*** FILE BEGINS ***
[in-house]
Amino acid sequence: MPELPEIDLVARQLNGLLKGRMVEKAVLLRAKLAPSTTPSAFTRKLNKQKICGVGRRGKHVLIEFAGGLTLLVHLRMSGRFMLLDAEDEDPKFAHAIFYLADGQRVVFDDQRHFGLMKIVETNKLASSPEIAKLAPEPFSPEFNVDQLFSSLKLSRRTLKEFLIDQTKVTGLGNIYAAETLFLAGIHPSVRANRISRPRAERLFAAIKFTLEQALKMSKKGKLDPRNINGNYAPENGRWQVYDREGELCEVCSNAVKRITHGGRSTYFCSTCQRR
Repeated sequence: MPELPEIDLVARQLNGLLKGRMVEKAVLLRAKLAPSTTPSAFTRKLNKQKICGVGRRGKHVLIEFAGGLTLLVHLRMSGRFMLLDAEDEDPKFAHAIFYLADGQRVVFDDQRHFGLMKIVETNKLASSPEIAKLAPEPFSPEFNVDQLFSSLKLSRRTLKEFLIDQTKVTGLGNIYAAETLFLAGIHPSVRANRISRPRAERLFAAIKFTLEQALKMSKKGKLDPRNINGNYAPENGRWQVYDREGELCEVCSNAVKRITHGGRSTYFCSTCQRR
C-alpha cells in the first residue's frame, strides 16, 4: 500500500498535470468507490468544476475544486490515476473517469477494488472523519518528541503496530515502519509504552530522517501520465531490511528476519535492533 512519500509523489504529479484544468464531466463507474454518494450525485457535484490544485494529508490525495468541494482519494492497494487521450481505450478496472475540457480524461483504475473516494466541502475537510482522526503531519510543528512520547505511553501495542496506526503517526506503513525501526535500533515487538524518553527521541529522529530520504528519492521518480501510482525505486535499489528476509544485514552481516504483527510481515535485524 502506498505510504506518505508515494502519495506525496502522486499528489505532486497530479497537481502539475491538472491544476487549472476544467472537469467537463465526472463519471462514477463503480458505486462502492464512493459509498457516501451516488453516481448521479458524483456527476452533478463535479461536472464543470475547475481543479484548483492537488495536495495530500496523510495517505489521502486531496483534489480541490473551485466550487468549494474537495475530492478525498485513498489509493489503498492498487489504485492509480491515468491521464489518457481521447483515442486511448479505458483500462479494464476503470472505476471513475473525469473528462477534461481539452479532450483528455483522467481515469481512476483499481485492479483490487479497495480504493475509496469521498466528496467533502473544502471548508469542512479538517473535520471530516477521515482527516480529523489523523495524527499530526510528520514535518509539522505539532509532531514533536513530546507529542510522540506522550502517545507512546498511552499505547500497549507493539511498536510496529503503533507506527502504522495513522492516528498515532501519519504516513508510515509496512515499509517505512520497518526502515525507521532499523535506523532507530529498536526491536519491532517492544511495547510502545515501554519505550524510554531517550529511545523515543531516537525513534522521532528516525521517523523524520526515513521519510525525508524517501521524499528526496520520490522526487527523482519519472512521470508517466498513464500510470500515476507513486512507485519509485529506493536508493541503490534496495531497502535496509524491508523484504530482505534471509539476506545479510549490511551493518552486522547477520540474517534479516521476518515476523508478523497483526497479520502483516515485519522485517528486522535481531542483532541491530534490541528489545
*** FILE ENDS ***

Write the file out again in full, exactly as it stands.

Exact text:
[in-house]
Amino acid sequence: MPELPEIDLVARQLNGLLKGRMVEKAVLLRAKLAPSTTPSAFTRKLNKQKICGVGRRGKHVLIEFAGGLTLLVHLRMSGRFMLLDAEDEDPKFAHAIFYLADGQRVVFDDQRHFGLMKIVETNKLASSPEIAKLAPEPFSPEFNVDQLFSSLKLSRRTLKEFLIDQTKVTGLGNIYAAETLFLAGIHPSVRANRISRPRAERLFAAIKFTLEQALKMSKKGKLDPRNINGNYAPENGRWQVYDREGELCEVCSNAVKRITHGGRSTYFCSTCQRR
Repeated sequence: MPELPEIDLVARQLNGLLKGRMVEKAVLLRAKLAPSTTPSAFTRKLNKQKICGVGRRGKHVLIEFAGGLTLLVHLRMSGRFMLLDAEDEDPKFAHAIFYLADGQRVVFDDQRHFGLMKIVETNKLASSPEIAKLAPEPFSPEFNVDQLFSSLKLSRRTLKEFLIDQTKVTGLGNIYAAETLFLAGIHPSVRANRISRPRAERLFAAIKFTLEQALKMSKKGKLDPRNINGNYAPENGRWQVYDREGELCEVCSNAVKRITHGGRSTYFCSTCQRR
C-alpha cells in the first residue's frame, strides 16, 4: 500500500498535470468507490468544476475544486490515476473517469477494488472523519518528541503496530515502519509504552530522517501520465531490511528476519535492533 512519500509523489504529479484544468464531466463507474454518494450525485457535484490544485494529508490525495468541494482519494492497494487521450481505450478496472475540457480524461483504475473516494466541502475537510482522526503531519510543528512520547505511553501495542496506526503517526506503513525501526535500533515487538524518553527521541529522529530520504528519492521518480501510482525505486535499489528476509544485514552481516504483527510481515535485524 502506498505510504506518505508515494502519495506525496502522486499528489505532486497530479497537481502539475491538472491544476487549472476544467472537469467537463465526472463519471462514477463503480458505486462502492464512493459509498457516501451516488453516481448521479458524483456527476452533478463535479461536472464543470475547475481543479484548483492537488495536495495530500496523510495517505489521502486531496483534489480541490473551485466550487468549494474537495475530492478525498485513498489509493489503498492498487489504485492509480491515468491521464489518457481521447483515442486511448479505458483500462479494464476503470472505476471513475473525469473528462477534461481539452479532450483528455483522467481515469481512476483499481485492479483490487479497495480504493475509496469521498466528496467533502473544502471548508469542512479538517473535520471530516477521515482527516480529523489523523495524527499530526510528520514535518509539522505539532509532531514533536513530546507529542510522540506522550502517545507512546498511552499505547500497549507493539511498536510496529503503533507506527502504522495513522492516528498515532501519519504516513508510515509496512515499509517505512520497518526502515525507521532499523535506523532507530529498536526491536519491532517492544511495547510502545515501554519505550524510554531517550529511545523515543531516537525513534522521532528516525521517523523524520526515513521519510525525508524517501521524499528526496520520490522526487527523482519519472512521470508517466498513464500510470500515476507513486512507485519509485529506493536508493541503490534496495531497502535496509524491508523484504530482505534471509539476506545479510549490511551493518552486522547477520540474517534479516521476518515476523508478523497483526497479520502483516515485519522485517528486522535481531542483532541491530534490541528489545